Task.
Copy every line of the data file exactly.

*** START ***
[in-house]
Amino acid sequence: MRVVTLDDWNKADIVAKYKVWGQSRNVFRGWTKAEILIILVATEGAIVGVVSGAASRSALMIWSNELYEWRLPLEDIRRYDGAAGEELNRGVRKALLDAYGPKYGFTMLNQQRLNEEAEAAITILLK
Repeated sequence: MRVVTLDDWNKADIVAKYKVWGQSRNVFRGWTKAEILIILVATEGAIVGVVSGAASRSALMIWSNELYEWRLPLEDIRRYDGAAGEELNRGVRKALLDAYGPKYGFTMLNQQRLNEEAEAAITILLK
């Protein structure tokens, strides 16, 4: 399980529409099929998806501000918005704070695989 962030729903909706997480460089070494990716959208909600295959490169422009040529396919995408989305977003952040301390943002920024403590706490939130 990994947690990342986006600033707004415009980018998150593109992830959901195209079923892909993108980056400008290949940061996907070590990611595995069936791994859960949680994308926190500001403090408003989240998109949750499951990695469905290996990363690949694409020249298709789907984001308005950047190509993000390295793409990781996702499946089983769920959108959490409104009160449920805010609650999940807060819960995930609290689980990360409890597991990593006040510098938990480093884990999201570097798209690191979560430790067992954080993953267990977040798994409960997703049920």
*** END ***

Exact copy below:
[in-house]
Amino acid sequence: MRVVTLDDWNKADIVAKYKVWGQSRNVFRGWTKAEILIILVATEGAIVGVVSGAASRSALMIWSNELYEWRLPLEDIRRYDGAAGEELNRGVRKALLDAYGPKYGFTMLNQQRLNEEAEAAITILLK
Repeated sequence: MRVVTLDDWNKADIVAKYKVWGQSRNVFRGWTKAEILIILVATEGAIVGVVSGAASRSALMIWSNELYEWRLPLEDIRRYDGAAGEELNRGVRKALLDAYGPKYGFTMLNQQRLNEEAEAAITILLK
């Protein structure tokens, strides 16, 4: 399980529409099929998806501000918005704070695989 962030729903909706997480460089070494990716959208909600295959490169422009040529396919995408989305977003952040301390943002920024403590706490939130 990994947690990342986006600033707004415009980018998150593109992830959901195209079923892909993108980056400008290949940061996907070590990611595995069936791994859960949680994308926190500001403090408003989240998109949750499951990695469905290996990363690949694409020249298709789907984001308005950047190509993000390295793409990781996702499946089983769920959108959490409104009160449920805010609650999940807060819960995930609290689980990360409890597991990593006040510098938990480093884990999201570097798209690191979560430790067992954080993953267990977040798994409960997703049920």